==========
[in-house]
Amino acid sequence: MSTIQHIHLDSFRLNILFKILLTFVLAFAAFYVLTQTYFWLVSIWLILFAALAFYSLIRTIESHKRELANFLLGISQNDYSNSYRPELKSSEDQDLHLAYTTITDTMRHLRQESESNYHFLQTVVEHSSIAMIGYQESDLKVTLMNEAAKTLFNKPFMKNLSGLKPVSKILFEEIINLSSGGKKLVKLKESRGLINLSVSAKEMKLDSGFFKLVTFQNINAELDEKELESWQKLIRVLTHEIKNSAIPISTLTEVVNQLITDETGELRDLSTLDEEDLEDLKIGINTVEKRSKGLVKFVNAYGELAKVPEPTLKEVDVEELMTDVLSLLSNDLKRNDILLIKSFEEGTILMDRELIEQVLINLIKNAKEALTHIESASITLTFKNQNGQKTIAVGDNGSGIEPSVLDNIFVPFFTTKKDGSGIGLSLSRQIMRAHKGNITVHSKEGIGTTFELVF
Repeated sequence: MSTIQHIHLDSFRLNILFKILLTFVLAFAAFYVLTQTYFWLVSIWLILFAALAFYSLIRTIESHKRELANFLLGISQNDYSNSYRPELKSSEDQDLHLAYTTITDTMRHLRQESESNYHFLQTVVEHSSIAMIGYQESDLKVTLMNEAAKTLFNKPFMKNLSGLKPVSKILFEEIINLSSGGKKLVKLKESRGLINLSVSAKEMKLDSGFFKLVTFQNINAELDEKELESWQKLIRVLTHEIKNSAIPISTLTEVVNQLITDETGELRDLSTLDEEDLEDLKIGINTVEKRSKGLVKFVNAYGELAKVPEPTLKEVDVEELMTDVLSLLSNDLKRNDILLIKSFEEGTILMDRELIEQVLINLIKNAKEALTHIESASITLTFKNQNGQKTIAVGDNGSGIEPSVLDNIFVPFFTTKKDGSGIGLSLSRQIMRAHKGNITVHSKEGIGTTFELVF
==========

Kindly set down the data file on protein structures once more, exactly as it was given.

[in-house]
Amino acid sequence: MSTIQHIHLDSFRLNILFKILLTFVLAFAAFYVLTQTYFWLVSIWLILFAALAFYSLIRTIESHKRELANFLLGISQNDYSNSYRPELKSSEDQDLHLAYTTITDTMRHLRQESESNYHFLQTVVEHSSIAMIGYQESDLKVTLMNEAAKTLFNKPFMKNLSGLKPVSKILFEEIINLSSGGKKLVKLKESRGLINLSVSAKEMKLDSGFFKLVTFQNINAELDEKELESWQKLIRVLTHEIKNSAIPISTLTEVVNQLITDETGELRDLSTLDEEDLEDLKIGINTVEKRSKGLVKFVNAYGELAKVPEPTLKEVDVEELMTDVLSLLSNDLKRNDILLIKSFEEGTILMDRELIEQVLINLIKNAKEALTHIESASITLTFKNQNGQKTIAVGDNGSGIEPSVLDNIFVPFFTTKKDGSGIGLSLSRQIMRAHKGNITVHSKEGIGTTFELVF
Repeated sequence: MSTIQHIHLDSFRLNILFKILLTFVLAFAAFYVLTQTYFWLVSIWLILFAALAFYSLIRTIESHKRELANFLLGISQNDYSNSYRPELKSSEDQDLHLAYTTITDTMRHLRQESESNYHFLQTVVEHSSIAMIGYQESDLKVTLMNEAAKTLFNKPFMKNLSGLKPVSKILFEEIINLSSGGKKLVKLKESRGLINLSVSAKEMKLDSGFFKLVTFQNINAELDEKELESWQKLIRVLTHEIKNSAIPISTLTEVVNQLITDETGELRDLSTLDEEDLEDLKIGINTVEKRSKGLVKFVNAYGELAKVPEPTLKEVDVEELMTDVLSLLSNDLKRNDILLIKSFEEGTILMDRELIEQVLINLIKNAKEALTHIESASITLTFKNQNGQKTIAVGDNGSGIEPSVLDNIFVPFFTTKKDGSGIGLSLSRQIMRAHKGNITVHSKEGIGTTFELVF